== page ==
The Secret Fear That No Mom Wants to Say Out Loud
In a day and age in which there's a shooting seemingly every day, there is so much for a mom to fear. A part of me can't help but wax nostalgic and idealize the time in which I got to be a child and grow up. Now, times feel scarier by the minute. If a mom thinks too much about what's going on in the world, she might go crazy. This is something we can all explicitly state and share with each other: today's world is scary. Many of us are afraid. It's socially acceptable to share this.
But there is one fear that no mom wants to dare say out loud.
One thing that we all think from time to time, but dare not say because, well, it makes us feel ashamed.
Inferior to our peers.
The mommy wars exist not because they have to for survival, but because inside of many of us — all of us, I daresay — is a fear that perhaps we are doing this motherhood thing all wrong. That perhaps we really don't have a clue about what we are doing with our children.
The secret fear that maybe we don't know what we are doing at all.
That maybe, as a mom, we are just not good enough.
Let's be honest — mommy wars also exist because we are all (well, I think) evolutionary mammals striving to survive and thrive in a modern-day world that changes faster than we can gather another breath. If we aren't parenting our kids effectively or making smart choices, our kids and our own selves won't do well.
This need to survive and thrive is innate, but the mommy wars don't serve any real purpose. They don't make us better as mothers or as humans.
We might all be better served if we could share socially with our peers that on some days we totally doubt what we are doing as mothers.
That as convinced as we are that we're making the right choices for our families, a small voice in the back of our heads says, "Are you really so sure?"
Thanks to mom instincts, we can probably safely make tons of great choices for our little ones, but sometimes our mama gut is a bit more uncertain, more quiet.
And to say this to other women who should, in theory, be supportive parts of some universal tribe of moms is scary.
People judge. People judge because they are trying to assess whether their choices as mothers are indeed correct.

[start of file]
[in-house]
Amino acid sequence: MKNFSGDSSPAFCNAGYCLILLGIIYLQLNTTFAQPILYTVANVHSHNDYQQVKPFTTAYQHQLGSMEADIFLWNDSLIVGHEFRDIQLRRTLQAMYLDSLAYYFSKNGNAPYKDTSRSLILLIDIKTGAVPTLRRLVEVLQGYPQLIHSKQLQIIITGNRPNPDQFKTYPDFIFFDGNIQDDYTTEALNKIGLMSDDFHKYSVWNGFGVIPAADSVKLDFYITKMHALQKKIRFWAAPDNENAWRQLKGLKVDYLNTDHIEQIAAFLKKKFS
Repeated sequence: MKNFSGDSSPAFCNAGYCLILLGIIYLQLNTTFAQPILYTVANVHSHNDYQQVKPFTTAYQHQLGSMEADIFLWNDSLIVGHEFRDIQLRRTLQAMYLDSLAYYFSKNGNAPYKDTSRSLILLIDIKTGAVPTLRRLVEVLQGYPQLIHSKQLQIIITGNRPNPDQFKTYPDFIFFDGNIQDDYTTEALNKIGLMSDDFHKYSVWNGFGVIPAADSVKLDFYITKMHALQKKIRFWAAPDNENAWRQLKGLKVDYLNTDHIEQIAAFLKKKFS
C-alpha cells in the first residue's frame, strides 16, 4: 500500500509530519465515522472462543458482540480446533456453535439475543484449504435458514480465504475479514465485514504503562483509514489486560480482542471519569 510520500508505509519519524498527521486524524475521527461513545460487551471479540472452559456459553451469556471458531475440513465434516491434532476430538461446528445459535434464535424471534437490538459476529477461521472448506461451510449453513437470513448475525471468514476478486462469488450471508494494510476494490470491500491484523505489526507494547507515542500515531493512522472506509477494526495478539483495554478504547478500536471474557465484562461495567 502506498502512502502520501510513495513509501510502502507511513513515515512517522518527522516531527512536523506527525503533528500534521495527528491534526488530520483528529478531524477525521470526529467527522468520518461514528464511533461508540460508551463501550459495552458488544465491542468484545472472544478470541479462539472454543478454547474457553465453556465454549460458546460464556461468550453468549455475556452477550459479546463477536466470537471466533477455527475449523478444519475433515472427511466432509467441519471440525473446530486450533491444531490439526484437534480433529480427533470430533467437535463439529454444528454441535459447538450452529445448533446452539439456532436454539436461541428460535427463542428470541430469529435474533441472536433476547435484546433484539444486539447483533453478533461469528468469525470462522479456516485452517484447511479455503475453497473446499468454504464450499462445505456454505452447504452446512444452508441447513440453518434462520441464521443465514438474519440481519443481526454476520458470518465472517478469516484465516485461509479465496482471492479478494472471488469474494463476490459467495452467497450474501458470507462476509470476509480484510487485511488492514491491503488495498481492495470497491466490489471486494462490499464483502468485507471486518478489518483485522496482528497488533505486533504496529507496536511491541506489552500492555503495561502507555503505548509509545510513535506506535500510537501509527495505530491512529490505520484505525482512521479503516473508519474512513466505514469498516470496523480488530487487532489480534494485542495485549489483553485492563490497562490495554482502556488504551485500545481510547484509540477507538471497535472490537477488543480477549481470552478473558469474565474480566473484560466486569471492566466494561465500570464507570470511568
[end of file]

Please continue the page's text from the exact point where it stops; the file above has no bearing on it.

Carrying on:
People judge because they are afraid that maybe they don't have all the right answers and that what they are doing with their kiddos may simply be wrong.
But here is the beauty of having another day. Here is the beauty of those "mistakes." We can still change. We can still learn and evolve. Although our children learn from us, dare I say, we learn even more from them.
And there are, of course, mistakes that are irreversible in life . . . but there are so many opportunities to change what we do as moms and dads as well. We can decide in seconds, minutes, hours, days, weeks, even months to change what we are doing.
To step outside of our mothering comfort zone and try something new.
That secret fear that perhaps we are doing it all wrong is most likely false.
It's more apt that we are doing some things incorrectly, and other things very, very, very right.
But we aren't subhuman or superheroes. We are just moms with big hearts, big responsibilities, and a lot of love to give our kids.
So maybe, as judgmental as other mothers can be and as fear-invoking as this statement might be to other mommies, it's time to say aloud what we are thinking on the inside:
We are afraid we are doing it all wrong. And that's OK.
Today, you may make a mistake.
Tomorrow you may — again — make a mistake with your kids.
But as all the minutes and hours that you spend with your kid add up, the balance shows that, Mom,
you truly are doing a wonderful job.
So keep trudging forward.
You've got this.